Love letters read after 118 years

Several love letters penned over 100 years ago by Norwegian author Knut Hamsun, winner of the 1920 Nobel Literature Prize, were opened on Jan. 4 at the National Library in Oslo

Culture Minister Anniken Huitfeldt broke the seals and several Hamsun experts at hand quickly ascertained that the letters were sent to Julie Amanda Lous, whom the author had a stormy relationship with from 1891-92.

Hamsun’s breakthrough came with the novel “Hunger” in 1890, often regarded as the first modern novel in Norwegian literature.

Lous, a piano teacher in Kristiansund, died in 1963 without ever marrying.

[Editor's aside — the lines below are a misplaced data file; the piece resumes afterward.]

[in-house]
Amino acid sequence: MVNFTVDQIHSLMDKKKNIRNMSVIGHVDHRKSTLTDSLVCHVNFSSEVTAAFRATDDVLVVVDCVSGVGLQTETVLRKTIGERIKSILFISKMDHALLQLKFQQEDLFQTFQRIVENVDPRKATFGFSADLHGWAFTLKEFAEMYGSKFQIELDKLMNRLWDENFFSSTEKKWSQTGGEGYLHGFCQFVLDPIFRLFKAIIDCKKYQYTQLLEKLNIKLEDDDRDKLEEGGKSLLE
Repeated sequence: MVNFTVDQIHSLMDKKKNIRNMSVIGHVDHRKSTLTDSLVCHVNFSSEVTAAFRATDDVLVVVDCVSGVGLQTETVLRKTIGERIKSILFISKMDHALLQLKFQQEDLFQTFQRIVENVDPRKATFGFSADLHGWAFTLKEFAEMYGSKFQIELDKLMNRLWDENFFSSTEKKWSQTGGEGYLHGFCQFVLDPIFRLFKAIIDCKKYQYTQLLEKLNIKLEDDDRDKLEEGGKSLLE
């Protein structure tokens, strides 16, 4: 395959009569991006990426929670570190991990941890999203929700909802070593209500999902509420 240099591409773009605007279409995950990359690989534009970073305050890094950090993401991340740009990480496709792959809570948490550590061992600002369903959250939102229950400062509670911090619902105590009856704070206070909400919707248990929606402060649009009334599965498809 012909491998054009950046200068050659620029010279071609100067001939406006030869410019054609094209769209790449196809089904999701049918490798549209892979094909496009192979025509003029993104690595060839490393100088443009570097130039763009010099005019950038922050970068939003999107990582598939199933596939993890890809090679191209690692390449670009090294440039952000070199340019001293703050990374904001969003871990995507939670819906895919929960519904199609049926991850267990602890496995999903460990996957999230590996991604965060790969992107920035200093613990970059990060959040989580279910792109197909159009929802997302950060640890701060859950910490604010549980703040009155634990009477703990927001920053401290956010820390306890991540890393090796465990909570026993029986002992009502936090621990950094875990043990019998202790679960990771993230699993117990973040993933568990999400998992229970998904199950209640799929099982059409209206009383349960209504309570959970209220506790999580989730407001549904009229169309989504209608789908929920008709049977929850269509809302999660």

The package was handed to the National Library by her nephew in 1960 with the stipulation that the letters remain sealed for 50 years.

Hamsun ended the relationship with Lous, known as Lulli, in April 1892. The package included comments by Lous.

“This was Hamsun at his worst. We know a lot about Hamsun’s relationship with Lulli (Lous), but it is interesting to see her views of the relationship,” Hamsun biographer Ingar Sletten Kolloen told the online edition of the Aftenposten newspaper.

Last year, Norway commemorated the 150-year anniversary of Hamsun’s birth. He died in 1952.

The author’s life-long sympathies with Germany proved controversial after the Second World War and the liberation of Norway after the 1940 German invasion.

Source: News 24

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